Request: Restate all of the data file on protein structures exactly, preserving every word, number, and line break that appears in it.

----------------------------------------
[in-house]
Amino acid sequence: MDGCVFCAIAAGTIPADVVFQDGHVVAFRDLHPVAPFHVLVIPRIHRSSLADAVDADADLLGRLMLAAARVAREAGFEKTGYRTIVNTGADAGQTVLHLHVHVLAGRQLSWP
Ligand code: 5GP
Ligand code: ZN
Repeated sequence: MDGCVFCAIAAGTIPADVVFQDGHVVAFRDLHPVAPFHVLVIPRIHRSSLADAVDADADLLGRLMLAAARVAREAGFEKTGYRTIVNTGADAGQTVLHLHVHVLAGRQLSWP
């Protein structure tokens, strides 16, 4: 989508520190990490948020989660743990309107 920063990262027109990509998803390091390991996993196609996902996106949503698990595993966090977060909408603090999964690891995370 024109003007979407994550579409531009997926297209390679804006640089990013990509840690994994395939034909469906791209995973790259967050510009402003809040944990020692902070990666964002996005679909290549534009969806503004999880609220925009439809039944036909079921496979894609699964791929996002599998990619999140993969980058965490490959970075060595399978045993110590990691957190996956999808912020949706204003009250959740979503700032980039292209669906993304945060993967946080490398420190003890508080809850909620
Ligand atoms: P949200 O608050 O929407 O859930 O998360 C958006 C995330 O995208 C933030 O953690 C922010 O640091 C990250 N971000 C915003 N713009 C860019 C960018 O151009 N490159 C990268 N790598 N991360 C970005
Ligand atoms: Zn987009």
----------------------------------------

[in-house]
Amino acid sequence: MDGCVFCAIAAGTIPADVVFQDGHVVAFRDLHPVAPFHVLVIPRIHRSSLADAVDADADLLGRLMLAAARVAREAGFEKTGYRTIVNTGADAGQTVLHLHVHVLAGRQLSWP
Ligand code: 5GP
Ligand code: ZN
Repeated sequence: MDGCVFCAIAAGTIPADVVFQDGHVVAFRDLHPVAPFHVLVIPRIHRSSLADAVDADADLLGRLMLAAARVAREAGFEKTGYRTIVNTGADAGQTVLHLHVHVLAGRQLSWP
């Protein structure tokens, strides 16, 4: 989508520190990490948020989660743990309107 920063990262027109990509998803390091390991996993196609996902996106949503698990595993966090977060909408603090999964690891995370 024109003007979407994550579409531009997926297209390679804006640089990013990509840690994994395939034909469906791209995973790259967050510009402003809040944990020692902070990666964002996005679909290549534009969806503004999880609220925009439809039944036909079921496979894609699964791929996002599998990619999140993969980058965490490959970075060595399978045993110590990691957190996956999808912020949706204003009250959740979503700032980039292209669906993304945060993967946080490398420190003890508080809850909620
Ligand atoms: P949200 O608050 O929407 O859930 O998360 C958006 C995330 O995208 C933030 O953690 C922010 O640091 C990250 N971000 C915003 N713009 C860019 C960018 O151009 N490159 C990268 N790598 N991360 C970005
Ligand atoms: Zn987009």